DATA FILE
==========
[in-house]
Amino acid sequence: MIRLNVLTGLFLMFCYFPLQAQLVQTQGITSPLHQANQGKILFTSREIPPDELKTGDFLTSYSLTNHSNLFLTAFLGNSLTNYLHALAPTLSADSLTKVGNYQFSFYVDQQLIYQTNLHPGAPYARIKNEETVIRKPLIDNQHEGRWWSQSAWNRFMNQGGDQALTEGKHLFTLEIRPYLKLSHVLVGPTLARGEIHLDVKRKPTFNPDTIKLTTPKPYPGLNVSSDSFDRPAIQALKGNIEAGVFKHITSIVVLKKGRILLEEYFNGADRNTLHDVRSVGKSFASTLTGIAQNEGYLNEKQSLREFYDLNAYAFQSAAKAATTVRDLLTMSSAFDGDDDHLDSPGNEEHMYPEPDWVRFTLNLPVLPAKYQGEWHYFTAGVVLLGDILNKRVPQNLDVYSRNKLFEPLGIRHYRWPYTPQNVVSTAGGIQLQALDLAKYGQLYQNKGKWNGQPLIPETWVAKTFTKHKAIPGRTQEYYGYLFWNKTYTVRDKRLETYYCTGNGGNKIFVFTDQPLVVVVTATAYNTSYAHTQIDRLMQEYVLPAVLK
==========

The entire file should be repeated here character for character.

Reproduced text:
[in-house]
Amino acid sequence: MIRLNVLTGLFLMFCYFPLQAQLVQTQGITSPLHQANQGKILFTSREIPPDELKTGDFLTSYSLTNHSNLFLTAFLGNSLTNYLHALAPTLSADSLTKVGNYQFSFYVDQQLIYQTNLHPGAPYARIKNEETVIRKPLIDNQHEGRWWSQSAWNRFMNQGGDQALTEGKHLFTLEIRPYLKLSHVLVGPTLARGEIHLDVKRKPTFNPDTIKLTTPKPYPGLNVSSDSFDRPAIQALKGNIEAGVFKHITSIVVLKKGRILLEEYFNGADRNTLHDVRSVGKSFASTLTGIAQNEGYLNEKQSLREFYDLNAYAFQSAAKAATTVRDLLTMSSAFDGDDDHLDSPGNEEHMYPEPDWVRFTLNLPVLPAKYQGEWHYFTAGVVLLGDILNKRVPQNLDVYSRNKLFEPLGIRHYRWPYTPQNVVSTAGGIQLQALDLAKYGQLYQNKGKWNGQPLIPETWVAKTFTKHKAIPGRTQEYYGYLFWNKTYTVRDKRLETYYCTGNGGNKIFVFTDQPLVVVVTATAYNTSYAHTQIDRLMQEYVLPAVLK